In a potentially precedent-setting criminal case that ran its course with closing arguments heard Tuesday, the defendant’s guilt or innocence rests with one man. Judge Lawrence Moniz, Bristol Juvenile Court, will determine the fate of, now, 20-year-old Michelle Carter, who was charged with involuntary manslaughter following the 2014 suicide of her 18-year-old boyfriend, Conrad Roy III. He died of carbon monoxide poisoning, alone in his truck, in a Kmart parking lot outside of Boston.

During its closing, the prosecution likened Carter’s response to kicking Roy’s feet out from under him – when he relayed reservations to Carter about killing himself.

It reached a pointed that Roy apologized to his, then, 17-year-old girlfriend for not being “dead yet,” said Katie Rayburn, Assistant District Attorney.

Carter, according to prosecutors, encouraged and pressured her boyfriend by telephone and countless text messages to kill himself because she was craving attention from her peers at school and sought to elevate her social status. The state’s contention was that the defendant wanted to assume the role as his grief-stricken girlfriend.

Defense lawyer says suicide tragic, not homicide

However, Joseph Cataldo, Carter’s defense attorney, argued that Roy had the intent to kill himself. He said she was carrying her own emotional health “baggage,” and she attempted to convince him to get professional help. Cataldo characterized Roy’s suicide as tragic but also said it is not homicide.

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To buttress his argument, he drew from a text that Carter received in which Roy wrote that there wasn’t anything anyone could do to “make me want to live.”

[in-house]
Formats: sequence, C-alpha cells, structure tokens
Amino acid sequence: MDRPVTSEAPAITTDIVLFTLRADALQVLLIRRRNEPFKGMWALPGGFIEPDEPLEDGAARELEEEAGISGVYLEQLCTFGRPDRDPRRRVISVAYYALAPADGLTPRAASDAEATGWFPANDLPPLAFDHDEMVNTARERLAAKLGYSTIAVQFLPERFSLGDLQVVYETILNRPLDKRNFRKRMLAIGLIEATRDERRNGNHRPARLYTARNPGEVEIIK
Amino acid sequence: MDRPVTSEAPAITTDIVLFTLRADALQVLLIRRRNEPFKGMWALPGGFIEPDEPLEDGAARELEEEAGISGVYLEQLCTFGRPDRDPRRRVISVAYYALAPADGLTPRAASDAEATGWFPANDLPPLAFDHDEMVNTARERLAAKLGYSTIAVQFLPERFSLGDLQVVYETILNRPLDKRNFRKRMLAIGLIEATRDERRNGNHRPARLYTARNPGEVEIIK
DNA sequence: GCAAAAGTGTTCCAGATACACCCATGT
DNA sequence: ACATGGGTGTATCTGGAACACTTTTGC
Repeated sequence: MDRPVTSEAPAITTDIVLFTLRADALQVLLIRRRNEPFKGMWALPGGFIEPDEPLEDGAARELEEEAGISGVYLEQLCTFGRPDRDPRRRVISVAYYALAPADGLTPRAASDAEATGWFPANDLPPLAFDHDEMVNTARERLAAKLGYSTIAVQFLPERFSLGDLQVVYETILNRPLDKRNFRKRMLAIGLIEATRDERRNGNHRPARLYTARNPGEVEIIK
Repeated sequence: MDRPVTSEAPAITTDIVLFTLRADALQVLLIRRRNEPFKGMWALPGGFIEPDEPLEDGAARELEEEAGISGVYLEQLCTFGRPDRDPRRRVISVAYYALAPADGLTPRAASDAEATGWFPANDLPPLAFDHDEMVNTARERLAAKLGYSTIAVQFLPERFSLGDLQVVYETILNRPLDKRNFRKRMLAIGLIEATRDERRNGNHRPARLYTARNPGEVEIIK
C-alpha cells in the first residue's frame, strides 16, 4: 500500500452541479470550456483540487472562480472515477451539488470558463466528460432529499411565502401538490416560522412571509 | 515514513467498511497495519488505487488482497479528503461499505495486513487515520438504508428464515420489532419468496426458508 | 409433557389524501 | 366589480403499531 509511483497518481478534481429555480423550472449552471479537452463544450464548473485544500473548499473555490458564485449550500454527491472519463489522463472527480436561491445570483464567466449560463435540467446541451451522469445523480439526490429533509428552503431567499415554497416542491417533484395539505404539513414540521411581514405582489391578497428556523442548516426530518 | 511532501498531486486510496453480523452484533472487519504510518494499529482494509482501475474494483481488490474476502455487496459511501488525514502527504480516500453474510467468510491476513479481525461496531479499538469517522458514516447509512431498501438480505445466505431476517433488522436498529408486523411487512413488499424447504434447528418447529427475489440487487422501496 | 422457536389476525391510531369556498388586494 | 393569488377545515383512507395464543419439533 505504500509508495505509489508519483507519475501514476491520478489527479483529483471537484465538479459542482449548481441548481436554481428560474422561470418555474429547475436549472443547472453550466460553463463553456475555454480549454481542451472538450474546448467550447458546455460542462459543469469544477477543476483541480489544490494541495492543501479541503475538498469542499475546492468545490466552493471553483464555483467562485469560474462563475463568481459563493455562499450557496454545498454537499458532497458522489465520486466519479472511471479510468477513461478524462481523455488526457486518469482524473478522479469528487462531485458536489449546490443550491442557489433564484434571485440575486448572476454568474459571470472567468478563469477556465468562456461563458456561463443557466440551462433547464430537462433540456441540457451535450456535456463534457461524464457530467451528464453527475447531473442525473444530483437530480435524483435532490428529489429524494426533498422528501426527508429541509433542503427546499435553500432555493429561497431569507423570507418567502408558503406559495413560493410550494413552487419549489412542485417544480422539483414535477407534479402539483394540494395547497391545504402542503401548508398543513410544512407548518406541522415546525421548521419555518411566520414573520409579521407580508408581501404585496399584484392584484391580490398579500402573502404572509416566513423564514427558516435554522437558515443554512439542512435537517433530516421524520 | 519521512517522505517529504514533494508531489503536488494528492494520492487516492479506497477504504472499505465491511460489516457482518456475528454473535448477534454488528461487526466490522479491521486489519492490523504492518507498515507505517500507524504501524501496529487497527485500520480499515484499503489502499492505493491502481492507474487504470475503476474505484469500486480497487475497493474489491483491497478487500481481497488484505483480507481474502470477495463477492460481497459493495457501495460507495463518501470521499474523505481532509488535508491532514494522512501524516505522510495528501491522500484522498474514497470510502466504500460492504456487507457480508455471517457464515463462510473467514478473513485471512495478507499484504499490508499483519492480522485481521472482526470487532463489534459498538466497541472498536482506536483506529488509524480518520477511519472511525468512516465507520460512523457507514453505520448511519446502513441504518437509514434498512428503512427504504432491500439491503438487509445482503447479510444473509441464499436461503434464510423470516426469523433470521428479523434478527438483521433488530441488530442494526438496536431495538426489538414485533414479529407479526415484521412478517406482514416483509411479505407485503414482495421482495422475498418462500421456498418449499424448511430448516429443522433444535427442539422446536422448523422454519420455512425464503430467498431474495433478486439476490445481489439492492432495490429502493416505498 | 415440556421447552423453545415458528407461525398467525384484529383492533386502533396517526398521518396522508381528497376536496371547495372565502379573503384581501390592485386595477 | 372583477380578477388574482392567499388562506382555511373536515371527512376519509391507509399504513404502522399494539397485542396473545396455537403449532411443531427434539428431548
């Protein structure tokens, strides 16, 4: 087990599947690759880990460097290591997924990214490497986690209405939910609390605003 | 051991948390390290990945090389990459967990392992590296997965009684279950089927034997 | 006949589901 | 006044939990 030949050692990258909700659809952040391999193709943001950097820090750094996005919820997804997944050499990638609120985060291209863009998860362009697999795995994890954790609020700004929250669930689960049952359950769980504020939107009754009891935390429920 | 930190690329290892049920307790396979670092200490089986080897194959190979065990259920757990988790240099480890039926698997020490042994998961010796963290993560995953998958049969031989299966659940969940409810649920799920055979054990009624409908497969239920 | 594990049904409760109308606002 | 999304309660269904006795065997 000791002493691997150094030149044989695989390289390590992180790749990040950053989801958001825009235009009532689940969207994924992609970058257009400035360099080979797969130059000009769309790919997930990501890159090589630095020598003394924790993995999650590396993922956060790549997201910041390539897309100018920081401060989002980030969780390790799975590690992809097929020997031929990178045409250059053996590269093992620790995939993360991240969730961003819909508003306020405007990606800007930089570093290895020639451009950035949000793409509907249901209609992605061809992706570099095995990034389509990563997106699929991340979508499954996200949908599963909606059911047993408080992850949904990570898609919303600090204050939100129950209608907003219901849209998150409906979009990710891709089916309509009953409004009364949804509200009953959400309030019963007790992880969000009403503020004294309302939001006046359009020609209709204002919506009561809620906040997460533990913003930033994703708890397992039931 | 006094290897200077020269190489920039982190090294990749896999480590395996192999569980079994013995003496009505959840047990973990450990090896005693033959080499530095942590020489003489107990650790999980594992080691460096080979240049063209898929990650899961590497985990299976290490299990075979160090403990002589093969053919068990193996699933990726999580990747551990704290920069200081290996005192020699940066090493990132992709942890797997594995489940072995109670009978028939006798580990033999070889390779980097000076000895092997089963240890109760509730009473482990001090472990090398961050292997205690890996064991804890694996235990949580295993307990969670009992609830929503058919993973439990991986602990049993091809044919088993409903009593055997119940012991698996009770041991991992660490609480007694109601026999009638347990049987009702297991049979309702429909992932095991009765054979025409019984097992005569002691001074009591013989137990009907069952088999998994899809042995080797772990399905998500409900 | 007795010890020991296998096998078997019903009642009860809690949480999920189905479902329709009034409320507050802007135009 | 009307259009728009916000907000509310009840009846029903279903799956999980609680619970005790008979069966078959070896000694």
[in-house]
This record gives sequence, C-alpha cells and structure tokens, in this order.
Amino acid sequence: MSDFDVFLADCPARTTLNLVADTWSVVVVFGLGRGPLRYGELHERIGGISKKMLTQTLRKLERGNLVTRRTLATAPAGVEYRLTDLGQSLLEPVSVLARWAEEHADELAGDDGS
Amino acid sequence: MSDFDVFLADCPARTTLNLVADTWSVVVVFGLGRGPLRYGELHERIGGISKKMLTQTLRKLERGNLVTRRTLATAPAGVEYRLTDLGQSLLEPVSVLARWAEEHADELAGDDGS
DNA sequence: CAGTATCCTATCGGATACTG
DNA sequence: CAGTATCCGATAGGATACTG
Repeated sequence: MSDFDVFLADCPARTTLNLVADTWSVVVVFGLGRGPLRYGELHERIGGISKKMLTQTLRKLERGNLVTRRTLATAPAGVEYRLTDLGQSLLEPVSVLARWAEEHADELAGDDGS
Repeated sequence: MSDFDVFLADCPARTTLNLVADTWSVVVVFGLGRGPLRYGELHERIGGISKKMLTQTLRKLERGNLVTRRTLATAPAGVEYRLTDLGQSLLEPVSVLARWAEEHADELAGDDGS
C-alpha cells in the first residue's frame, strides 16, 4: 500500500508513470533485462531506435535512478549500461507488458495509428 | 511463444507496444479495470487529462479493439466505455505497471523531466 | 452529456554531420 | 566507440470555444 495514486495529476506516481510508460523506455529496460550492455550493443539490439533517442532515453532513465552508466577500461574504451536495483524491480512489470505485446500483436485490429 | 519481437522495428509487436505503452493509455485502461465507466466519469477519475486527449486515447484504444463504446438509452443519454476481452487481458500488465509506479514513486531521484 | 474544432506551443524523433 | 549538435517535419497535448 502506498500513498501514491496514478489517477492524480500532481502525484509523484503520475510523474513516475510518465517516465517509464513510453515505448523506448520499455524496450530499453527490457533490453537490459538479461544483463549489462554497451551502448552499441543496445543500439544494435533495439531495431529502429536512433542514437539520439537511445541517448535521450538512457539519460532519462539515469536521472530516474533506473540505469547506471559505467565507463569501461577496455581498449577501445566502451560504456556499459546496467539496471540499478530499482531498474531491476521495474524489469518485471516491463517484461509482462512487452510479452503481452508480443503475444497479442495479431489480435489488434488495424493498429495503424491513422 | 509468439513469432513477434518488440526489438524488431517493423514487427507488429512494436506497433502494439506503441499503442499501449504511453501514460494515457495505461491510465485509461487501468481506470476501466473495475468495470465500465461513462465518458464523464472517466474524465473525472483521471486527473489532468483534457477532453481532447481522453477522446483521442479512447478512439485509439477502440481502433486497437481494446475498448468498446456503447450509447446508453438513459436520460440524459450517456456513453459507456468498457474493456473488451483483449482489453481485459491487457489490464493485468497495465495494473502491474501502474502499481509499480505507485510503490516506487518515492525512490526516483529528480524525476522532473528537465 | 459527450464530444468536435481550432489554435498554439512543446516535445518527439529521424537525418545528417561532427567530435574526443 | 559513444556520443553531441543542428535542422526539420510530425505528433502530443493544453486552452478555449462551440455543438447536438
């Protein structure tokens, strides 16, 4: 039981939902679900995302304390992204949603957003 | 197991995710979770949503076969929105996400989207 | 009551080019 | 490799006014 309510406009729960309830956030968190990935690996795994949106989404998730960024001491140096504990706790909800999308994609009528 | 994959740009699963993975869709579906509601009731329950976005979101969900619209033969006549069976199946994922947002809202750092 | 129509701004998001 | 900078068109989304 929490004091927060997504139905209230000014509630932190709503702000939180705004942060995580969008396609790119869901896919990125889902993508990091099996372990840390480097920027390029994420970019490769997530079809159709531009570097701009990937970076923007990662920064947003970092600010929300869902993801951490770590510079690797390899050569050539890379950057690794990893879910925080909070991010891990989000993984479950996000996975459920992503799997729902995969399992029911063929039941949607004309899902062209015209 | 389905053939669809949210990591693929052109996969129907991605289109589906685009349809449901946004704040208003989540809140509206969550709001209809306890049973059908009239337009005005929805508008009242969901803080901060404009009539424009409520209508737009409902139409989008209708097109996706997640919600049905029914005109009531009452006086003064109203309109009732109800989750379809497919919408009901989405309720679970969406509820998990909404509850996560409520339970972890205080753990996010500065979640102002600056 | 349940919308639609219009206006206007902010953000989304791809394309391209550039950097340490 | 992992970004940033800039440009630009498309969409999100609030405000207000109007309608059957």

Defense lawyer says client taken on sad journey

Carter’s defense also held that Roy had the intelligence to know what he was doing when he “dragged” his girlfriend on what Cataldo described as a sad journey. He said Roy caused his own death by his own thoughts and actions.

After a year and a half of Roy saying he wanted to end his life, the constant “wearing” took a toll on Carter, according to her lawyer, CBS News reported.

Roy’s suicide note was introduced into evidence Tuesday. In that note, he thanked his girlfriend, stating that he appreciated her effort and her kindness toward him.

Dr. Peter Breggin, a psychiatrist, also testified at Tuesday’s hearing. Breggin asserted that the defendant believed she was helping her boyfriend. He also stated that her actions might have been influenced by the anti-depressant Celexa, which she was taking after switching from Prozac three months prior to Roy ending his life.

The psychiatrist testified that Carter thought she was helping Roy “get what he wanted.”

On Monday, Breggin testified that Carter started taking Prozac when she was 14 in 2011 after she became anorexic. After transitioning to Celexa, he said, it can increase the risk of suicide in people younger than age 24. The medication can also lead to panic attacks, agitation, and grandiosity.

During Cataldo’s closing, there were several times that Roy’s mother and his sister left the court. He rested his case following Breggin’s testimony.

Whether it is a crime to tell someone to commit suicide the judge will determine, as Carter waived her right to a jury trial. If the judge finds her guilty, the case will establish a precedent. Judge Moniz started deliberating Tuesday. After he's reviewed all exhibits and testimony, he said he will tell the clerk’s office. The following day, his verdict will be announced.